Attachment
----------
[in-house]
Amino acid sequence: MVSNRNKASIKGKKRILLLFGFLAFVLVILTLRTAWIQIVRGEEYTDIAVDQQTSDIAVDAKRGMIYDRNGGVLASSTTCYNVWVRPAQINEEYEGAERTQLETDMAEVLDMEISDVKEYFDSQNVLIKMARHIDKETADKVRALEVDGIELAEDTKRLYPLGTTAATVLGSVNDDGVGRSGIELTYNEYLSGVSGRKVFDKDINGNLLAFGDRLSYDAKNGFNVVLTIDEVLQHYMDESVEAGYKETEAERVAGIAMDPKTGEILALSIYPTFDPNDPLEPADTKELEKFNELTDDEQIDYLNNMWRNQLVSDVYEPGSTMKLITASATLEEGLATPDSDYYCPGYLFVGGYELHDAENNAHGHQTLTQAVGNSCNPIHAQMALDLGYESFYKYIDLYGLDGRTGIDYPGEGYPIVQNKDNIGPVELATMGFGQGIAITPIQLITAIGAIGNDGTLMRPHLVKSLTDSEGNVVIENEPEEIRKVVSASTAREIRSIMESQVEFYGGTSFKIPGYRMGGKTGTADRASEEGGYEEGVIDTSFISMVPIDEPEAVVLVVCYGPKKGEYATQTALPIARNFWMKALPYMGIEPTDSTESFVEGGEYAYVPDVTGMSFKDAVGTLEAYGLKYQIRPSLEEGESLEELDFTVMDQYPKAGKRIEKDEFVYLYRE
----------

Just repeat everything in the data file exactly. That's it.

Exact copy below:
[in-house]
Amino acid sequence: MVSNRNKASIKGKKRILLLFGFLAFVLVILTLRTAWIQIVRGEEYTDIAVDQQTSDIAVDAKRGMIYDRNGGVLASSTTCYNVWVRPAQINEEYEGAERTQLETDMAEVLDMEISDVKEYFDSQNVLIKMARHIDKETADKVRALEVDGIELAEDTKRLYPLGTTAATVLGSVNDDGVGRSGIELTYNEYLSGVSGRKVFDKDINGNLLAFGDRLSYDAKNGFNVVLTIDEVLQHYMDESVEAGYKETEAERVAGIAMDPKTGEILALSIYPTFDPNDPLEPADTKELEKFNELTDDEQIDYLNNMWRNQLVSDVYEPGSTMKLITASATLEEGLATPDSDYYCPGYLFVGGYELHDAENNAHGHQTLTQAVGNSCNPIHAQMALDLGYESFYKYIDLYGLDGRTGIDYPGEGYPIVQNKDNIGPVELATMGFGQGIAITPIQLITAIGAIGNDGTLMRPHLVKSLTDSEGNVVIENEPEEIRKVVSASTAREIRSIMESQVEFYGGTSFKIPGYRMGGKTGTADRASEEGGYEEGVIDTSFISMVPIDEPEAVVLVVCYGPKKGEYATQTALPIARNFWMKALPYMGIEPTDSTESFVEGGEYAYVPDVTGMSFKDAVGTLEAYGLKYQIRPSLEEGESLEELDFTVMDQYPKAGKRIEKDEFVYLYRE